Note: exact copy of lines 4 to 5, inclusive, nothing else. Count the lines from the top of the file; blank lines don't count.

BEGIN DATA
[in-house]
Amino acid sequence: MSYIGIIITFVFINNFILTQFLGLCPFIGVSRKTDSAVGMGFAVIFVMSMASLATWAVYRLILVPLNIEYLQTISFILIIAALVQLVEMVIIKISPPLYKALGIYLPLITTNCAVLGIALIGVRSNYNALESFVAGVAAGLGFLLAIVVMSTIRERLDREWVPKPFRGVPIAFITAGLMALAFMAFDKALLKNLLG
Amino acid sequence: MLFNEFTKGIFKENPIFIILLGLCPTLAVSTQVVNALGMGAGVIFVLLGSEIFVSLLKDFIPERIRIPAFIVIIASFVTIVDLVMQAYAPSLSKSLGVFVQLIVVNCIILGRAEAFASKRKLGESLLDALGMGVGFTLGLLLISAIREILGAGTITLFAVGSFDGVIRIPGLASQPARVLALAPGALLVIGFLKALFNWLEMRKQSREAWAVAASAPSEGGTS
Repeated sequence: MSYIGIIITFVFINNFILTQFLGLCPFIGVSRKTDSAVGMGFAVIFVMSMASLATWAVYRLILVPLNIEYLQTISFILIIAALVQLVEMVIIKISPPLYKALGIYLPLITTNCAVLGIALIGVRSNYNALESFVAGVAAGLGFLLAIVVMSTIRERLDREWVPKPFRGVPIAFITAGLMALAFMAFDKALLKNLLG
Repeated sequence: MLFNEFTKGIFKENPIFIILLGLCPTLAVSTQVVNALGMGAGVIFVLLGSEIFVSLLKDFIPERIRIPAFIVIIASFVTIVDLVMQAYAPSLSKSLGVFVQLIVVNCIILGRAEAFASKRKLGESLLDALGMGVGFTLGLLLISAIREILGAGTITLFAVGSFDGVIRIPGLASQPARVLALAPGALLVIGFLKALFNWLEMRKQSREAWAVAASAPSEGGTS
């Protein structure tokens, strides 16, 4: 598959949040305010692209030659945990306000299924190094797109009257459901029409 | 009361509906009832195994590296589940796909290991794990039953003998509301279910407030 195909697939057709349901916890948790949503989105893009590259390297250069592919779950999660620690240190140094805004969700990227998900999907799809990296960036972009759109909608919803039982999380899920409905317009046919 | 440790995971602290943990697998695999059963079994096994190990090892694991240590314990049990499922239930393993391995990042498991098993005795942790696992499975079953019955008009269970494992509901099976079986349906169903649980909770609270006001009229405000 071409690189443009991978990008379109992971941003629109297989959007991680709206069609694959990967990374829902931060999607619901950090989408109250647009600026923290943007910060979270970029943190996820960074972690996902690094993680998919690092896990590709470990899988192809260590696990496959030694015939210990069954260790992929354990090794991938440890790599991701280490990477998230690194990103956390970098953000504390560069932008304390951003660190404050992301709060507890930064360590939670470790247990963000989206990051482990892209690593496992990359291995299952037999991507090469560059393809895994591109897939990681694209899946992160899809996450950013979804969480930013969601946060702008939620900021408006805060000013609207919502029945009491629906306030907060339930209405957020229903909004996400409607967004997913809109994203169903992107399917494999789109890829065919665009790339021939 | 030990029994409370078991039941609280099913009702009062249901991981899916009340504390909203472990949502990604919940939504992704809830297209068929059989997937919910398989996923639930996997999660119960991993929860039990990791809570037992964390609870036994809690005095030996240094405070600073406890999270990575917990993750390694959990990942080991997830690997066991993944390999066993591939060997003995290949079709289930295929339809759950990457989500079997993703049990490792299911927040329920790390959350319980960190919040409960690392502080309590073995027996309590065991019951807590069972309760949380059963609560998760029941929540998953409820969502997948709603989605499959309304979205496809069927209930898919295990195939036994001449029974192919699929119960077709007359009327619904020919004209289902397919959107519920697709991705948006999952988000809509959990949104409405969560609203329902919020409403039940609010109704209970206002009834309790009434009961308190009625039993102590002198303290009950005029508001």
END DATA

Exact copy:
Repeated sequence: MSYIGIIITFVFINNFILTQFLGLCPFIGVSRKTDSAVGMGFAVIFVMSMASLATWAVYRLILVPLNIEYLQTISFILIIAALVQLVEMVIIKISPPLYKALGIYLPLITTNCAVLGIALIGVRSNYNALESFVAGVAAGLGFLLAIVVMSTIRERLDREWVPKPFRGVPIAFITAGLMALAFMAFDKALLKNLLG
Repeated sequence: MLFNEFTKGIFKENPIFIILLGLCPTLAVSTQVVNALGMGAGVIFVLLGSEIFVSLLKDFIPERIRIPAFIVIIASFVTIVDLVMQAYAPSLSKSLGVFVQLIVVNCIILGRAEAFASKRKLGESLLDALGMGVGFTLGLLLISAIREILGAGTITLFAVGSFDGVIRIPGLASQPARVLALAPGALLVIGFLKALFNWLEMRKQSREAWAVAASAPSEGGTS